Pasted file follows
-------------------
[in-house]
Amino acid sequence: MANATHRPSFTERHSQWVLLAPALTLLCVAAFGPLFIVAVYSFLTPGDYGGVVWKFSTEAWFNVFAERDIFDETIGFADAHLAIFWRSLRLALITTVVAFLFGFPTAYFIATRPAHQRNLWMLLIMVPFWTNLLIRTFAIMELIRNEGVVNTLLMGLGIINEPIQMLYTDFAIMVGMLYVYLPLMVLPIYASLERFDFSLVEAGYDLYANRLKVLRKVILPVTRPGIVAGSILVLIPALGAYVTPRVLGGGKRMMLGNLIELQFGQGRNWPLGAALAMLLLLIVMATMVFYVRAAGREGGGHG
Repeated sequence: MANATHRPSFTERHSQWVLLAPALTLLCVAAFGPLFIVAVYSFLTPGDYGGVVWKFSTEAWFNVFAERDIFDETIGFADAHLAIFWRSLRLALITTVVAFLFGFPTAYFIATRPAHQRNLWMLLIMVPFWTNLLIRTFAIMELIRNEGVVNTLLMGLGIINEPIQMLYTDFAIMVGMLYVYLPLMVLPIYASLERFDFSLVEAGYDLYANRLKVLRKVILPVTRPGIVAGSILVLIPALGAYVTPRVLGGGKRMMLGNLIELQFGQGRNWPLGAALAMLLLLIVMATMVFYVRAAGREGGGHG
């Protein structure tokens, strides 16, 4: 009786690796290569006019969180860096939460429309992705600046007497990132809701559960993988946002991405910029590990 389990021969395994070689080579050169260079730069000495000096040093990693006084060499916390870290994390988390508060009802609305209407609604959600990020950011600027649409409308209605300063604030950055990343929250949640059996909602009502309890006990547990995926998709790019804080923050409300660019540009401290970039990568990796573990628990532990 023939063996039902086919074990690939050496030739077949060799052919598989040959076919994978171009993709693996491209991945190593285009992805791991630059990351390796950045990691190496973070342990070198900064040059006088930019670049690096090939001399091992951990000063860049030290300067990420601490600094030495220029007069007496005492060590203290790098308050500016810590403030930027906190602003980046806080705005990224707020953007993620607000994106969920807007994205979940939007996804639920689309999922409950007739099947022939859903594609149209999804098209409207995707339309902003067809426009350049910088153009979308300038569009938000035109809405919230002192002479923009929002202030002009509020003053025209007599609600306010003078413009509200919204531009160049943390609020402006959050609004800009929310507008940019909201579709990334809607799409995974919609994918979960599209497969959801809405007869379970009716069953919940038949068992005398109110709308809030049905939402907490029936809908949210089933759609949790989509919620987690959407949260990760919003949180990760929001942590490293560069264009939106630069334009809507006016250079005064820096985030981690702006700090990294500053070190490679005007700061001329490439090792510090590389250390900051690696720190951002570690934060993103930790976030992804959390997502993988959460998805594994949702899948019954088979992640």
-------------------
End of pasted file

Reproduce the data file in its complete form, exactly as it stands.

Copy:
[in-house]
Amino acid sequence: MANATHRPSFTERHSQWVLLAPALTLLCVAAFGPLFIVAVYSFLTPGDYGGVVWKFSTEAWFNVFAERDIFDETIGFADAHLAIFWRSLRLALITTVVAFLFGFPTAYFIATRPAHQRNLWMLLIMVPFWTNLLIRTFAIMELIRNEGVVNTLLMGLGIINEPIQMLYTDFAIMVGMLYVYLPLMVLPIYASLERFDFSLVEAGYDLYANRLKVLRKVILPVTRPGIVAGSILVLIPALGAYVTPRVLGGGKRMMLGNLIELQFGQGRNWPLGAALAMLLLLIVMATMVFYVRAAGREGGGHG
Repeated sequence: MANATHRPSFTERHSQWVLLAPALTLLCVAAFGPLFIVAVYSFLTPGDYGGVVWKFSTEAWFNVFAERDIFDETIGFADAHLAIFWRSLRLALITTVVAFLFGFPTAYFIATRPAHQRNLWMLLIMVPFWTNLLIRTFAIMELIRNEGVVNTLLMGLGIINEPIQMLYTDFAIMVGMLYVYLPLMVLPIYASLERFDFSLVEAGYDLYANRLKVLRKVILPVTRPGIVAGSILVLIPALGAYVTPRVLGGGKRMMLGNLIELQFGQGRNWPLGAALAMLLLLIVMATMVFYVRAAGREGGGHG
């Protein structure tokens, strides 16, 4: 009786690796290569006019969180860096939460429309992705600046007497990132809701559960993988946002991405910029590990 389990021969395994070689080579050169260079730069000495000096040093990693006084060499916390870290994390988390508060009802609305209407609604959600990020950011600027649409409308209605300063604030950055990343929250949640059996909602009502309890006990547990995926998709790019804080923050409300660019540009401290970039990568990796573990628990532990 023939063996039902086919074990690939050496030739077949060799052919598989040959076919994978171009993709693996491209991945190593285009992805791991630059990351390796950045990691190496973070342990070198900064040059006088930019670049690096090939001399091992951990000063860049030290300067990420601490600094030495220029007069007496005492060590203290790098308050500016810590403030930027906190602003980046806080705005990224707020953007993620607000994106969920807007994205979940939007996804639920689309999922409950007739099947022939859903594609149209999804098209409207995707339309902003067809426009350049910088153009979308300038569009938000035109809405919230002192002479923009929002202030002009509020003053025209007599609600306010003078413009509200919204531009160049943390609020402006959050609004800009929310507008940019909201579709990334809607799409995974919609994918979960599209497969959801809405007869379970009716069953919940038949068992005398109110709308809030049905939402907490029936809908949210089933759609949790989509919620987690959407949260990760919003949180990760929001942590490293560069264009939106630069334009809507006016250079005064820096985030981690702006700090990294500053070190490679005007700061001329490439090792510090590389250390900051690696720190951002570690934060993103930790976030992804959390997502993988959460998805594994949702899948019954088979992640």